Resources for School Leaders
Local Emergency Rules
The Austin-Travis County Health Authority adopted new emergency rules that relate to reopening schools to promote the health and safety of Austin-Travis County residents in the fight against COVID-19.
Legal guidelines for returning to school are determined by the Texas Governor’s Office, the Texas Attorney General’s Office, and the Texas Education Association. Determinations by these entities overrule any orders or rules set by local authorities.
Guidance for Opening Schools
After collaborating with school district leaders, Austin Public Health also released additional guidance on reopening for Austin-Travis County schools. This document helps school boards and administrators understand what they can do to keep students and staff safe as the school year re-starts.
- The practices described in the guidance document are essential baseline actions in order to minimize risk of exposure to COVID-19 for students, staff, and families. The recommendations include additional strategies that schools can use to minimize the spread of COVID-19. All recommended practices will not be possible in every setting and should be tailored to each school or district as appropriate.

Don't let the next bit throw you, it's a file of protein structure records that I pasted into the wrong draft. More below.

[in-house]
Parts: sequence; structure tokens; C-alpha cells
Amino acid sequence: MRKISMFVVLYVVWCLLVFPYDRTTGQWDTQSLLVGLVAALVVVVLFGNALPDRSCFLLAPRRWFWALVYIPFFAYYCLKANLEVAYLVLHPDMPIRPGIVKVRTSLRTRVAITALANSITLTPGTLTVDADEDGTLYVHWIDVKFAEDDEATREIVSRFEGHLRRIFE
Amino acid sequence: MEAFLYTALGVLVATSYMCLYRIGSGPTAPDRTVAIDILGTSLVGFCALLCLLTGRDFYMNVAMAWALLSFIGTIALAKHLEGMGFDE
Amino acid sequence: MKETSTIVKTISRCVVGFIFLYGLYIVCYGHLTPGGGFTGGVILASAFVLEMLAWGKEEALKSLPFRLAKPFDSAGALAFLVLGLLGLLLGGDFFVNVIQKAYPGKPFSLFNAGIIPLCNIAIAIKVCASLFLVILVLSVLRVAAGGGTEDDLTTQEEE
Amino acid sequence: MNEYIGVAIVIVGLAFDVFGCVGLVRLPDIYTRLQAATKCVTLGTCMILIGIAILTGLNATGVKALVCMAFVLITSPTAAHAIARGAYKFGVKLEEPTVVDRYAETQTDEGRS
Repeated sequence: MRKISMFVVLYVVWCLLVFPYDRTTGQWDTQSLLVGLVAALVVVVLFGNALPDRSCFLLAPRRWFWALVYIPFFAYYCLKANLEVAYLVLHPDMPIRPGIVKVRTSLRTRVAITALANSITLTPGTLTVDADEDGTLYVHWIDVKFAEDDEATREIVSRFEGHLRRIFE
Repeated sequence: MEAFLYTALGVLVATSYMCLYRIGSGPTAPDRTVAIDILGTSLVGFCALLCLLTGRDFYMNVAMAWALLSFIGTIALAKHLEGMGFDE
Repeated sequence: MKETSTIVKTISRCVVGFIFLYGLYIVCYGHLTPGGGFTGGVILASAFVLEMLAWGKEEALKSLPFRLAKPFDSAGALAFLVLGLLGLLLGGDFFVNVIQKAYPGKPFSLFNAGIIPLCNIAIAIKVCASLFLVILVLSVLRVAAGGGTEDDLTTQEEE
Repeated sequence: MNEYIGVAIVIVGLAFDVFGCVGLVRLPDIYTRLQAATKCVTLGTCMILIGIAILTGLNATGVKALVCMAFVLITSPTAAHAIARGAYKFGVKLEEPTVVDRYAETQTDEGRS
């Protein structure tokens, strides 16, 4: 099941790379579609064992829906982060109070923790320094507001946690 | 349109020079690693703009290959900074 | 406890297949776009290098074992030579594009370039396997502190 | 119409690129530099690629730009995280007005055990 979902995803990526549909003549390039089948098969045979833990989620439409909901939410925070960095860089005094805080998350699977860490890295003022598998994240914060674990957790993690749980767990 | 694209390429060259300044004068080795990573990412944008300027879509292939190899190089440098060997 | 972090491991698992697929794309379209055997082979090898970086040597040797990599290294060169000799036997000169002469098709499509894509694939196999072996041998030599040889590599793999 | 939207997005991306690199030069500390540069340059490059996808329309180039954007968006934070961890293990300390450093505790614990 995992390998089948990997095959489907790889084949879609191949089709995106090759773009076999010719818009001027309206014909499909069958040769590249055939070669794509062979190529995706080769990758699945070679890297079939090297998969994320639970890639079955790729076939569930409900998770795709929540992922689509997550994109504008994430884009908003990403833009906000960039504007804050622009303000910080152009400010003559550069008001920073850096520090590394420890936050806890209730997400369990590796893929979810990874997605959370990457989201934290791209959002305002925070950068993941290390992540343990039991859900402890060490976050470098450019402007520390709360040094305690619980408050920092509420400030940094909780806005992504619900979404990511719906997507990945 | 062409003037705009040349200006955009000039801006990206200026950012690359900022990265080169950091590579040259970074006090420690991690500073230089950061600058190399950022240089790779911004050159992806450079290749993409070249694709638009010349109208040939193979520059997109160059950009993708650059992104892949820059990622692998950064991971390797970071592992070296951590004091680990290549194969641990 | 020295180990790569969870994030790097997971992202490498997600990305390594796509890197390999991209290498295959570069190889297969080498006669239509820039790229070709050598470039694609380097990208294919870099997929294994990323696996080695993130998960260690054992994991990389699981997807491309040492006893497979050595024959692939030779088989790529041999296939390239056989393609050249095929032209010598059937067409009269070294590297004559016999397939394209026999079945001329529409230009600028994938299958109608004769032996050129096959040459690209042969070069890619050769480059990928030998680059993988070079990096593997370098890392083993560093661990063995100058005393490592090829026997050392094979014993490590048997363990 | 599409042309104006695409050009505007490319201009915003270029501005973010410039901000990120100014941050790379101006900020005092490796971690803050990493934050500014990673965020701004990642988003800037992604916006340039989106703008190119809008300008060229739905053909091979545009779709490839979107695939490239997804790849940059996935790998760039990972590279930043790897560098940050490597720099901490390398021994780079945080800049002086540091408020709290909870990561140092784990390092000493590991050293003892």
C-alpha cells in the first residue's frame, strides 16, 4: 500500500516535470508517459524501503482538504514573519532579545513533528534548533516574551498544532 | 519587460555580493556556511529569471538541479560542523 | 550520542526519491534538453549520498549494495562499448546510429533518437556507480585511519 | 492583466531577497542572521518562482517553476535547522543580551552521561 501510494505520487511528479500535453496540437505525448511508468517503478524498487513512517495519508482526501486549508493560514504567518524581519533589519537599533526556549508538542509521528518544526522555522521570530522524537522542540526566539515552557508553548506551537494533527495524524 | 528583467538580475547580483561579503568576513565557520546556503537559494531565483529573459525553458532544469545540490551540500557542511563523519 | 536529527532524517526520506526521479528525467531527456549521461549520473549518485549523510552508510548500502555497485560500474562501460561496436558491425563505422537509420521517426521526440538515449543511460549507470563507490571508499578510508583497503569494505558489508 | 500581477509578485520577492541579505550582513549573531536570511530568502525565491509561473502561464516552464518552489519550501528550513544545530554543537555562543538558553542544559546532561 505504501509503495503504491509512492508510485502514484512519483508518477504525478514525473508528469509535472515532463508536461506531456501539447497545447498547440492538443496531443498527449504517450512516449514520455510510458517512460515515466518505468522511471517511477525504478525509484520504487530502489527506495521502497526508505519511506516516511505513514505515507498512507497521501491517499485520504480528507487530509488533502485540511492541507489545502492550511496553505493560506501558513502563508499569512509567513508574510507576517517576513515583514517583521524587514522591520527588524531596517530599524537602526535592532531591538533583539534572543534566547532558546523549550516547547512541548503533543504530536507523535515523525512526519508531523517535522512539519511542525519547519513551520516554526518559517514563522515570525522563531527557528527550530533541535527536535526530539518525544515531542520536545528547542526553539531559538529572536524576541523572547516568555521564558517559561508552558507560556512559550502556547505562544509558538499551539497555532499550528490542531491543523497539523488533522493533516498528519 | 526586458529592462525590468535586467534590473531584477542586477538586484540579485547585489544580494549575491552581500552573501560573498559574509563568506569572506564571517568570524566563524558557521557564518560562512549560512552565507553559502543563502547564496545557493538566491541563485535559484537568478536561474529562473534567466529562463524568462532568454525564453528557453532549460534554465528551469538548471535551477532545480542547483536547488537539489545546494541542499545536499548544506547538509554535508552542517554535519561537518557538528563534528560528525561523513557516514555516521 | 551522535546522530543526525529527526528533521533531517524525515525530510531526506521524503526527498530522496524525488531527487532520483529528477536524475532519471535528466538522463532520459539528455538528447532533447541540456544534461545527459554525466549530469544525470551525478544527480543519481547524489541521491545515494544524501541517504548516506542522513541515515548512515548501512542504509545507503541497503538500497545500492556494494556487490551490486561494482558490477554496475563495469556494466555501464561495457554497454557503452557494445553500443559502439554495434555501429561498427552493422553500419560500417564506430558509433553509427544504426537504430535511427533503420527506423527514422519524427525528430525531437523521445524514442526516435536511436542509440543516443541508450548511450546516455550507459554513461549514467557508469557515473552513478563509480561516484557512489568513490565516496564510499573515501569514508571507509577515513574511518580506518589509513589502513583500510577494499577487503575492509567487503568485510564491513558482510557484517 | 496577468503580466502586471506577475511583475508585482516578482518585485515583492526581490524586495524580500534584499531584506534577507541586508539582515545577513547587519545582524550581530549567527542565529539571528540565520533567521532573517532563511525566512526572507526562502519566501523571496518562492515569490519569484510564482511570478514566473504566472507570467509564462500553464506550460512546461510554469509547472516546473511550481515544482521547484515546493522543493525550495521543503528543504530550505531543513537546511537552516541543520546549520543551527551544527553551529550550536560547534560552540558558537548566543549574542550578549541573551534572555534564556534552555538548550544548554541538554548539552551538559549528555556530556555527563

- The guidance in the document is based on the best available evidence at this time. APH guidance for schools may be updated throughout the school year as new information becomes available.
Frequently Asked Questions from Schools
This FAQs document includes answers to questions about COVID-19 asked by school leaders during meetings and by email. Austin Public Health is updating this document on a regular basis.
Instructions for Quarantine
When schools learn that someone who has been diagnosed with COVID-19 was on campus, schools must identify that person’s close contacts at the school based on the CDC definition of close contacts. Schools must then notify those close contacts of the exposure and the need to quarantine. The close contacts should not return to school or campus activities until the quarantine period has ended.
The CDC notes that a 14-day quarantine is most protective. However, the CDC allows for shorter quarantine options. The Austin Public Health “How Long to Quarantine” flowchart outlines in what circumstances a person should quarantine for 14 days and in what situations they could consider a shorter quarantine period. School districts/schools may continue advising a 14-day quarantine for students and staff if they so choose.
The following documents are resources schools can share with staff and families of students who need to quarantine:
How to Quarantine Document
This document explains quarantining to families of children who have been identified as close contacts of someone with COVID-19. Note, this document focuses on 14-day quarantine and does not reference shorter quarantine options.
When and How Long to Quarantine Document
This document can be used to help school staff and students’ families understand how long a person in different scenarios must quarantine. It also explains when a person can be around others after they had or likely had COVID-19.